Darrell Scott has stated that reliving his daughter's death giving his Rachel's Challenge speeches is painful, but that he and his family consider the opportunity to be a worthwhile experience as they can turn a tragedy into triumph. He notes: "I feel that God has really called me to do this. To pick up the torch my daughter dropped. This is what my daughter would have wanted to see. If I died right now, I can tell you my daughter's prayer has been answered." Rachel's mother would herself recollect on the 10th anniversary of her daughter's passing: "Only through eternal eyes will she ever know how powerful her life and death became."
- The 2016 film I'm Not Ashamed is directly based on the life and death of Scott. Directed by Brian Baugh and starring Masey McLain as Rachel Scott, the movie also uses some of the contents of Scott's journals for voice-overs.
- Nimmo, Beth; Klingsporn, Debra (2000). Rachel's Tears: The Spiritual Journey of Columbine Martyr Rachel Scott. Thomas Nelson Inc. ISBN 978-0-7852-6848-2
- Nimmo, Beth; Klingsporn, Debra (2001). The Journals of Rachel Joy Scott: A Journey of Faith at Columbine High. Thomas Nelson Inc. ISBN 978-1-4041-7560-0
- Scott, Darrell; Rabey, Steve (2001). Chain Reaction: A Call to Compassionate Revolution. Thomas Nelson Inc. ISBN 0-7852-6680-1
- Scott, Darrell; Rabey, Steve (2002). Rachel Smiles: The Spiritual Legacy of Columbine Martyr Rachel Scott. Thomas Nelson Inc. ISBN 978-0-7852-9688-1
- Scott, Darrell; Rabey, Steve (2009). Rachel's Tears: 10 Years after Columbine, Rachel Scott's Faith Lives on. Thomas Nelson Inc. ISBN 978-1-4003-1347-1
- Palser also told The Washington Post, "We consider her to be a Christian American martyr."
- The fact both Rachel Scott and Anne Frank died at a young age through the hatred of others,[clarification needed] and that both girls had written of their wishes to change the world for the better through the acts of love and kindness, has led to parallels being drawn by her father, uncle, and journalist Lisa Kintish between the journals Rachel wrote in her lifespan and Anne Frank's The Diary of a Young Girl.
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Devon Adams, who was a friend of Rachel and Dylan, was in the sound booth with him when it happened. She said Dylan rescued Rachel's performance. 'He was freakin' out,' she said. 'He's going, 'Stupid tape!' Rachel kept going, and he tried his best to get it back up. It was just a bad tape. He got it to work better than it had been. He adjusted the levels a little bit and it came out okay.' Devon said Rachel was 'a wreck' after that performance but that she thanked Dylan for fixing the tape.
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It was not until late the following morning, April 21st, that the coroner was permitted to move the bodies of Rachel Scott and Daniel Rohrbough into the school from where they lay outside it.
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Scott recalled how Rachel approached Columbine student Adam Kyler after other students knocked books out of his hands. Rachel offered Kyler her support. 'Adam told us Rachel prevented him from taking his own life,' Scott said.CS1 maint: location (link)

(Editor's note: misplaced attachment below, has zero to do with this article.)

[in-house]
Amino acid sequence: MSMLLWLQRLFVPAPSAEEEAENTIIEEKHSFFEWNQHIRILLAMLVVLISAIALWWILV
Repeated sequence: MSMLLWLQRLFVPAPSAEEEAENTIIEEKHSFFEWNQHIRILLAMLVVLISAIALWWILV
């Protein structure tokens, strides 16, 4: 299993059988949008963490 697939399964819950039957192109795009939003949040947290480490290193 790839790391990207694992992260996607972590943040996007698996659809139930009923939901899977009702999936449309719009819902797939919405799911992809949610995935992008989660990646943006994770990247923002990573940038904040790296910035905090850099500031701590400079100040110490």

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Just days after the Columbine shooting, the Scott family met Adam Kyler, a school friend of Rachel's. Kyler told the family he had been teased his entire life - his nickname at the school was 'Alien,' Scott said. She said Kyler has a disorder that has disfigured his facial muscles. 'He told us that Rachel reached out to him every day by either saying something nice, hugging or smiling at him,' she said. 'He just started to cry as he told us his story. No one had ever done that for him before.' Kyler told us Rachel's random acts were the highlight of his day, she said. 'It is so powerful because he said he had thought about killing himself,' Scott said. 'But Rachel's little bit of interaction made life worth living, he thought.'CS1 maint: location (link)
- Francis, Naila (January 3, 2000). "Another Side to Columbine". Doylestown Intelligencer. Doylestown, Pennsylvania. Retrieved October 5, 2018.
Three weeks before Rachel Joy Scott, 17, was gunned down the first victim of the Columbine High School massacre she saw Austin Wiggins changing a flat tire in the rain in her town of Littleton, Colo. Scott stopped her car, got out and held an umbrella over Wiggins' head. Today, he waters her grave every day. It is the only patch of green in the area of the cemetery where she is buried. A week before she died, Scott had promised to take Adam, a student with a bone structure deficiency, to lunch and ask him all about his family. Every day, Scott would offer Adam a hug and a few kind words. The other students teased him and called him "alien" because of his facial disfigurement. Today. Adam cries almost nightly for the loss of his friend.
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|Wikiquote has quotations related to: Rachel Scott|
- Contemporary news article detailing the funeral of Rachel Scott
- acolumbinesite.com: dedicated to those murdered, injured, and affected in the Columbine High School massacre
- Rachel's entry at acolumbinesite.com
- Official presentation video detailing the objectives and impact of Rachel's Challenge
- "My Ethics; My Codes of Life", as written by Rachel Scott one month before her death
- Rachel Joy Scott at Find a Grave
- Official website of I'm Not Ashamed
- Official website of Rachel's Challenge